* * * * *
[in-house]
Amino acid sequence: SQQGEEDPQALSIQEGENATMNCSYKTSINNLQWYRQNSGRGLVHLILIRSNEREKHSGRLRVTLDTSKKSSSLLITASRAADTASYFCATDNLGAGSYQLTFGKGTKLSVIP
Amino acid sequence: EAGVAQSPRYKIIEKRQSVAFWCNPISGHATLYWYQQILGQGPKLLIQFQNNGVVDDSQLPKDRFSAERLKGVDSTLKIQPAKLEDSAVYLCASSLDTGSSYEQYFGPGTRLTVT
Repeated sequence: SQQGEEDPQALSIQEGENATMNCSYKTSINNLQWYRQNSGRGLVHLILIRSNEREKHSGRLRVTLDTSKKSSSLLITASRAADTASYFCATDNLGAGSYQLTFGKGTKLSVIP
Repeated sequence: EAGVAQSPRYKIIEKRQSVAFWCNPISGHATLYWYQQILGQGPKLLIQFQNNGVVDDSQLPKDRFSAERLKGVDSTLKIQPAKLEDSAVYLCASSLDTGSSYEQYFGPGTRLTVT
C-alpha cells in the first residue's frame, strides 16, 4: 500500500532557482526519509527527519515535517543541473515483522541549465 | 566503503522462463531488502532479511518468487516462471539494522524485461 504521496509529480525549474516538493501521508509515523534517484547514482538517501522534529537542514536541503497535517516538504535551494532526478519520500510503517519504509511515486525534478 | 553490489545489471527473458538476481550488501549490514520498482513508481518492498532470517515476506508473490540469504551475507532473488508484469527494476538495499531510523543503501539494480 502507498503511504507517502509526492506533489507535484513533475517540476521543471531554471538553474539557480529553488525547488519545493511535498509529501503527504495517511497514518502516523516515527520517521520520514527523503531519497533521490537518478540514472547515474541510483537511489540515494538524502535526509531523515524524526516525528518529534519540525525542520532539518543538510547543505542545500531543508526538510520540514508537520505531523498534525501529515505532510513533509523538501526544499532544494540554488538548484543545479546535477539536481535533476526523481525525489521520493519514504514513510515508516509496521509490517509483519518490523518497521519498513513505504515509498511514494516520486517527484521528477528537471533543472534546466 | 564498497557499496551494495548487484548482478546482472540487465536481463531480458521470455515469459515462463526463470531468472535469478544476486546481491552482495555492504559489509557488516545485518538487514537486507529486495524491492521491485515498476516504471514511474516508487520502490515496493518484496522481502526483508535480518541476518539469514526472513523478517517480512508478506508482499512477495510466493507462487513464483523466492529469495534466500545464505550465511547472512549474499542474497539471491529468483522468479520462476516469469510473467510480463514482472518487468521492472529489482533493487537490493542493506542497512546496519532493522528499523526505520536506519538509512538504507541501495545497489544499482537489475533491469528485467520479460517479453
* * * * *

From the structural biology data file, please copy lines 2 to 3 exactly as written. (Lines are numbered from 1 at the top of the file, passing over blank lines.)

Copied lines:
Amino acid sequence: SQQGEEDPQALSIQEGENATMNCSYKTSINNLQWYRQNSGRGLVHLILIRSNEREKHSGRLRVTLDTSKKSSSLLITASRAADTASYFCATDNLGAGSYQLTFGKGTKLSVIP
Amino acid sequence: EAGVAQSPRYKIIEKRQSVAFWCNPISGHATLYWYQQILGQGPKLLIQFQNNGVVDDSQLPKDRFSAERLKGVDSTLKIQPAKLEDSAVYLCASSLDTGSSYEQYFGPGTRLTVT